Discursive Performance of Gender, Power, and Recognition in the Sex Ed. Class

Degree Name

Doctor of Philosophy (PhD)

Document Type



Feinstein School of Education and Human Development

Department (Manual Entry)

Education Doctoral Program


In American Schools, students are rarely offered educational experiences about gender and sexuality. Programs that do address sexuality are rarely based on moral beliefs and democratic values of tolerance and inclusivity. Sexuality education is predominantly taught by health teachers, rather than human sexuality educators, and their focus is on facts, statistics, and controversial issues such as the prevention of teenage pregnancy and sexually transmitted infections, including HIV/AIDS. This limited perspective on sexuality neglects the important role of gender identity and sexual orientation (Donovan, 1989; Haffner & De Mauro, 1991; Nelson Trudell, 1993)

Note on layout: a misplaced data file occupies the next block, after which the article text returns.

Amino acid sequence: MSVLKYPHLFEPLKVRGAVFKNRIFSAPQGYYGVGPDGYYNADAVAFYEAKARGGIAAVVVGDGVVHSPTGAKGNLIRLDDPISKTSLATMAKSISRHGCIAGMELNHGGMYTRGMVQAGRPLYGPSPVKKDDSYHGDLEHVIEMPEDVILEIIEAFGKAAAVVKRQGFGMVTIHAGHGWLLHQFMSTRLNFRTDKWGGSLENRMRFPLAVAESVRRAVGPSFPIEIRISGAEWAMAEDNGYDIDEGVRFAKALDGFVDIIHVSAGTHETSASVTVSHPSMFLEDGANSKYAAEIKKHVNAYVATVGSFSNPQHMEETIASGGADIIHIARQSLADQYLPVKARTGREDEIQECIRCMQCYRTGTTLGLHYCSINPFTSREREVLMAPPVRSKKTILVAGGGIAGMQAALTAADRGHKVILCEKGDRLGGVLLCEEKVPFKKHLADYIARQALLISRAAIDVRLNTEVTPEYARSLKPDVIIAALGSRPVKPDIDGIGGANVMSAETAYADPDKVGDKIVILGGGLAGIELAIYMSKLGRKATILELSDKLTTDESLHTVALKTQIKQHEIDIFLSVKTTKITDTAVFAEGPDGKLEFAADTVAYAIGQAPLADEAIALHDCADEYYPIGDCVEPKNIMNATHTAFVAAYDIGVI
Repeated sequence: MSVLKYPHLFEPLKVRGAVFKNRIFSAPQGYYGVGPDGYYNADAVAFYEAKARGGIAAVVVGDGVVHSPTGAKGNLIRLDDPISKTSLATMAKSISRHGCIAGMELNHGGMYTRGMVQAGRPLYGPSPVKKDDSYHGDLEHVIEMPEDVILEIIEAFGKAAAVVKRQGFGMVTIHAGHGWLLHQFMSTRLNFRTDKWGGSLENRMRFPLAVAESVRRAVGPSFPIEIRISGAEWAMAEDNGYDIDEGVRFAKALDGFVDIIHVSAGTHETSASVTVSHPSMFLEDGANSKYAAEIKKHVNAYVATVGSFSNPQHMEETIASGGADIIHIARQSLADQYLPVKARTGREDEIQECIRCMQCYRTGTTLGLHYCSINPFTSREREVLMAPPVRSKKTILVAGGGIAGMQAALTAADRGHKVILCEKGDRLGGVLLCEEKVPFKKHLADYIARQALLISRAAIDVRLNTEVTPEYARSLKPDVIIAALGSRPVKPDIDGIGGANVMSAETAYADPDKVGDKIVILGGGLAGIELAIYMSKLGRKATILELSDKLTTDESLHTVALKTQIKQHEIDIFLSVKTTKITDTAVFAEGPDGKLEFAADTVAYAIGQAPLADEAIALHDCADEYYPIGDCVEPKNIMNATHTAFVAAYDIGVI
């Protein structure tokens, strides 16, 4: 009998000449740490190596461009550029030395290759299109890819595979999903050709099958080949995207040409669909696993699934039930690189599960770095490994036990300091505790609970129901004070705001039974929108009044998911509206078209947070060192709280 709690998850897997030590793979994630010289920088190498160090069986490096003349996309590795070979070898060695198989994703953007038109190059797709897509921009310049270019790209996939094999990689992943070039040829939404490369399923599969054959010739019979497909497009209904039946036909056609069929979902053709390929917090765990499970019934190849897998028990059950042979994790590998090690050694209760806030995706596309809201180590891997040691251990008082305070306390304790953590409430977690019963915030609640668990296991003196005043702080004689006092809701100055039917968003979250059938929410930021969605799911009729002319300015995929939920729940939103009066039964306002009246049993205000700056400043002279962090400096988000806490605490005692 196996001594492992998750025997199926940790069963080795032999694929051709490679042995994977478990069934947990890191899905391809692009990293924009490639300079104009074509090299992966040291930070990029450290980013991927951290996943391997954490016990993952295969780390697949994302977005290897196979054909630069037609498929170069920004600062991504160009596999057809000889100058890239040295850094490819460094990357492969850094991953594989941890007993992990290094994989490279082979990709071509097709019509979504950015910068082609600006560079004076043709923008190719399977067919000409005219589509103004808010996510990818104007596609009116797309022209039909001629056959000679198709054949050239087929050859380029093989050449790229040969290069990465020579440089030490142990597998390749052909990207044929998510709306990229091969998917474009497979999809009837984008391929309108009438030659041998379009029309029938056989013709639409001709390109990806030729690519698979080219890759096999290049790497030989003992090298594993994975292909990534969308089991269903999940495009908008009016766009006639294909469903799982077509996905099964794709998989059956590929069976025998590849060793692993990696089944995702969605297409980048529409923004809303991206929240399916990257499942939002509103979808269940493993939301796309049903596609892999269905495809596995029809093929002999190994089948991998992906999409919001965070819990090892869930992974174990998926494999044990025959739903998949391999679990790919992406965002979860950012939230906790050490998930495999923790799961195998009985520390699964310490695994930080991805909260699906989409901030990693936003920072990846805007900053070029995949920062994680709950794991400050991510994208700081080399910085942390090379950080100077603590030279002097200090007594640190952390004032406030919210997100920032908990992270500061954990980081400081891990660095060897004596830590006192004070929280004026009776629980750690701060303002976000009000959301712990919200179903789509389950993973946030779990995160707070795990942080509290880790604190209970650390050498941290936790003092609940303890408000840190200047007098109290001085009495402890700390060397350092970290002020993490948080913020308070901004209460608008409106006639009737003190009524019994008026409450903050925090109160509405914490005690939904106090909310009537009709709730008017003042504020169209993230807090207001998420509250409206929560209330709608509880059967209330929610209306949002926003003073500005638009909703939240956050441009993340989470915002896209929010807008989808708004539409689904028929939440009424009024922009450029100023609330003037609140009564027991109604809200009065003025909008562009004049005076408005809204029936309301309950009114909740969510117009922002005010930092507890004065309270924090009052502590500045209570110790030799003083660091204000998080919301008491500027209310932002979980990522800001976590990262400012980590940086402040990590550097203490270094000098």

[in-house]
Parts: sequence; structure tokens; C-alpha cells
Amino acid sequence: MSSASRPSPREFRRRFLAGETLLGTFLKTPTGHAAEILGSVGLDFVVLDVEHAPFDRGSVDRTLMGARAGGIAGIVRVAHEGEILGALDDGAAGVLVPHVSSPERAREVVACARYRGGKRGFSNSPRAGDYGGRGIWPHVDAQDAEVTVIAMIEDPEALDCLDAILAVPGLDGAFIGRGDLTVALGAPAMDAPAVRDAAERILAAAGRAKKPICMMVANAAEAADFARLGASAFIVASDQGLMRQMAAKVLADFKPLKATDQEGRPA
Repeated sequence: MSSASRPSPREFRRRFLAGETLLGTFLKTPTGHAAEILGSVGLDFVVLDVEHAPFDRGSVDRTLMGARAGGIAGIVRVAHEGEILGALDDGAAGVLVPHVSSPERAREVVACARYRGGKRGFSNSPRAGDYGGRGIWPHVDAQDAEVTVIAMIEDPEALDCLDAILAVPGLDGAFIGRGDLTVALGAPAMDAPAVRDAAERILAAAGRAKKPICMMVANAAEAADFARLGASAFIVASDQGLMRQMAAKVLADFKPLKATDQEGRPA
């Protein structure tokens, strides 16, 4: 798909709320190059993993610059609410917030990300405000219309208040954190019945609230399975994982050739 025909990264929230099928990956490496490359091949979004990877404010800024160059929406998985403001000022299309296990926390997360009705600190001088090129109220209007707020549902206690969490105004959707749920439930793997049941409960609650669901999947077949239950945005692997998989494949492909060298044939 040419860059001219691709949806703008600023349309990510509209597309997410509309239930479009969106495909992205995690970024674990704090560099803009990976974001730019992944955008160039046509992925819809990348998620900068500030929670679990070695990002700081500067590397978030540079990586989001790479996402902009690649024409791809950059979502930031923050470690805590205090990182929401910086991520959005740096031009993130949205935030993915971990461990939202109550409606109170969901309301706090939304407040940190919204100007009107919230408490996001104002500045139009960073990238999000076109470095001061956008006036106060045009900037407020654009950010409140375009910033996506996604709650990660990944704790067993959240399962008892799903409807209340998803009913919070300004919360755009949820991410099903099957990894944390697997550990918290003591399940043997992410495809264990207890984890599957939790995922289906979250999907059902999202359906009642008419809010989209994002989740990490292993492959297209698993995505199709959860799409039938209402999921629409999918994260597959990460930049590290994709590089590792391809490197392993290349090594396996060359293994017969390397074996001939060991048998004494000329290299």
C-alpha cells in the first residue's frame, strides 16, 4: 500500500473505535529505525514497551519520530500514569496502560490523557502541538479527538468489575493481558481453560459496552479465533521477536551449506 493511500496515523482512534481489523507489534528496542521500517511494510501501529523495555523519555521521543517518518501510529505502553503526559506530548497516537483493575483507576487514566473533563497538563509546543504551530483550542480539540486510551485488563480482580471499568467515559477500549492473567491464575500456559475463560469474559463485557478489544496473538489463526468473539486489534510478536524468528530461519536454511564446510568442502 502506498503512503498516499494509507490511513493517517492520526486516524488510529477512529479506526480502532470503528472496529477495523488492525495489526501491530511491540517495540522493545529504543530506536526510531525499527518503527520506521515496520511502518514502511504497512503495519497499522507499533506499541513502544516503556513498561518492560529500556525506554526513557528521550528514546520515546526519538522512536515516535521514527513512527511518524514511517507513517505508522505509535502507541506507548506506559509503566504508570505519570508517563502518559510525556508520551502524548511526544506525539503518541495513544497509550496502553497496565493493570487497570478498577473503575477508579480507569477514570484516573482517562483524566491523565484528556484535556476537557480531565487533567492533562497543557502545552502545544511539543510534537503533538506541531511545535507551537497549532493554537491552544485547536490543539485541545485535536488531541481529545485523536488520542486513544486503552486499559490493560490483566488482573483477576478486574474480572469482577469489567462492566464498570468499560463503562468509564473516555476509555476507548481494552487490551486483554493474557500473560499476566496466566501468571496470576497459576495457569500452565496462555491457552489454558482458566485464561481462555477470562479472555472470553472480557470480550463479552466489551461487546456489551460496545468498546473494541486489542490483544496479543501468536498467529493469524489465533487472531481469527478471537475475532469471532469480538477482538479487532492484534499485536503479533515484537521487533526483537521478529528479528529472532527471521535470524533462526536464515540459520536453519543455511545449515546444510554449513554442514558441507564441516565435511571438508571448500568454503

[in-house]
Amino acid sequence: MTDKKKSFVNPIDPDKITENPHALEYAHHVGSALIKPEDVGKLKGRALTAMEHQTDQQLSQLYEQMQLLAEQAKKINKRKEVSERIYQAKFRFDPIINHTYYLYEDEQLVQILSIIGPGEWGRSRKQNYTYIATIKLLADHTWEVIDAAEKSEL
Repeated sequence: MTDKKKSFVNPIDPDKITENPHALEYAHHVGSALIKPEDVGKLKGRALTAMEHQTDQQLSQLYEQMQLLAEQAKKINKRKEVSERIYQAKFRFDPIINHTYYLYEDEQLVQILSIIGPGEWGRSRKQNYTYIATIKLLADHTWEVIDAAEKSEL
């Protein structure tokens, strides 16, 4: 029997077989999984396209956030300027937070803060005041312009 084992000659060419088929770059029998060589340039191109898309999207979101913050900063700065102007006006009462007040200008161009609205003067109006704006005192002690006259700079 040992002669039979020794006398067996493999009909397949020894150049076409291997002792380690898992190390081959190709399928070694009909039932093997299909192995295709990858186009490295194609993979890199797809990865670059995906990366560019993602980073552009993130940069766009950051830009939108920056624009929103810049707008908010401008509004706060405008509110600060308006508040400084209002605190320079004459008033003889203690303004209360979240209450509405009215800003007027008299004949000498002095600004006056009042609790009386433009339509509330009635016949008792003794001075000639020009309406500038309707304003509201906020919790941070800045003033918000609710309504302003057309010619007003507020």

Using teacher-researcher-participant-observer qualitative methodology, I examined the discourse of thirteen and fourteen-year-old youth in relation to the construction of meaning of gender in a comprehensive sexuality education program using a progressive curriculum named Our Whole Lives, Grades 7-9 utilized in congregations throughout the United States. The setting was the eighth grade class of a progressive church Sunday school in a middle-size city in the U.S. Northeast.